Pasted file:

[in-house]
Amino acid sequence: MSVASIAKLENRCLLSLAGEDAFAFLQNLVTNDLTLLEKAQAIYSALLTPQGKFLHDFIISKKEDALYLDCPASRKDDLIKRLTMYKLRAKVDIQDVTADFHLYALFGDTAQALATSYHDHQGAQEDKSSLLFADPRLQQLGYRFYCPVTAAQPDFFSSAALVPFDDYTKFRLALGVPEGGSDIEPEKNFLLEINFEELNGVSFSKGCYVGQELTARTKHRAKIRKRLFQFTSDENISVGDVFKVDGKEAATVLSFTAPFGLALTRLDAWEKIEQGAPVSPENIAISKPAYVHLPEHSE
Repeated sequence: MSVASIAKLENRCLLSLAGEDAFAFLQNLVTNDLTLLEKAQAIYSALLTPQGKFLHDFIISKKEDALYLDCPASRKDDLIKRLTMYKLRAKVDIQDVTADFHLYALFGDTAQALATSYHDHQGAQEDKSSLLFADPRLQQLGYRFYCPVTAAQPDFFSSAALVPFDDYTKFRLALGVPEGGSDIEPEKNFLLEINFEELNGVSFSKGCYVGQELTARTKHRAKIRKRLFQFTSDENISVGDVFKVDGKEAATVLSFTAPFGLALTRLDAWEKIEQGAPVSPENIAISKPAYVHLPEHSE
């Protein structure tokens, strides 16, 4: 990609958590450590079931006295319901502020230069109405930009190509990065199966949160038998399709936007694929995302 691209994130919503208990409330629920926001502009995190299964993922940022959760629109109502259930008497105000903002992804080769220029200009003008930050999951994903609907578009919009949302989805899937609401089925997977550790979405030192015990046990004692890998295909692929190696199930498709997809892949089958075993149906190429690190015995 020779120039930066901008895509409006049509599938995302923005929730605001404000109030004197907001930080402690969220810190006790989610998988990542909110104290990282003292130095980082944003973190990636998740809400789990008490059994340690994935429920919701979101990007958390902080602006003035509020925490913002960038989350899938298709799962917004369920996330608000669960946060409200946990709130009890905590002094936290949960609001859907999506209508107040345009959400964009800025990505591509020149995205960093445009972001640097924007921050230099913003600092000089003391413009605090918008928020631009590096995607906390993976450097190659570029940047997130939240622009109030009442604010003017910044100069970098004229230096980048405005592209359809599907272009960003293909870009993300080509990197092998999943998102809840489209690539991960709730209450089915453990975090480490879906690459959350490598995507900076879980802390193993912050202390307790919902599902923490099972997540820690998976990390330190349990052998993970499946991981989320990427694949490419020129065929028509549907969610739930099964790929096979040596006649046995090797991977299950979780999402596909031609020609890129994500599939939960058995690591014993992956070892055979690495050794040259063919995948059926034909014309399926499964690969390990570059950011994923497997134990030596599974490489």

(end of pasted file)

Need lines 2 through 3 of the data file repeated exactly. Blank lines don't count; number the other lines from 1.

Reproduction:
Amino acid sequence: MSVASIAKLENRCLLSLAGEDAFAFLQNLVTNDLTLLEKAQAIYSALLTPQGKFLHDFIISKKEDALYLDCPASRKDDLIKRLTMYKLRAKVDIQDVTADFHLYALFGDTAQALATSYHDHQGAQEDKSSLLFADPRLQQLGYRFYCPVTAAQPDFFSSAALVPFDDYTKFRLALGVPEGGSDIEPEKNFLLEINFEELNGVSFSKGCYVGQELTARTKHRAKIRKRLFQFTSDENISVGDVFKVDGKEAATVLSFTAPFGLALTRLDAWEKIEQGAPVSPENIAISKPAYVHLPEHSE
Repeated sequence: MSVASIAKLENRCLLSLAGEDAFAFLQNLVTNDLTLLEKAQAIYSALLTPQGKFLHDFIISKKEDALYLDCPASRKDDLIKRLTMYKLRAKVDIQDVTADFHLYALFGDTAQALATSYHDHQGAQEDKSSLLFADPRLQQLGYRFYCPVTAAQPDFFSSAALVPFDDYTKFRLALGVPEGGSDIEPEKNFLLEINFEELNGVSFSKGCYVGQELTARTKHRAKIRKRLFQFTSDENISVGDVFKVDGKEAATVLSFTAPFGLALTRLDAWEKIEQGAPVSPENIAISKPAYVHLPEHSE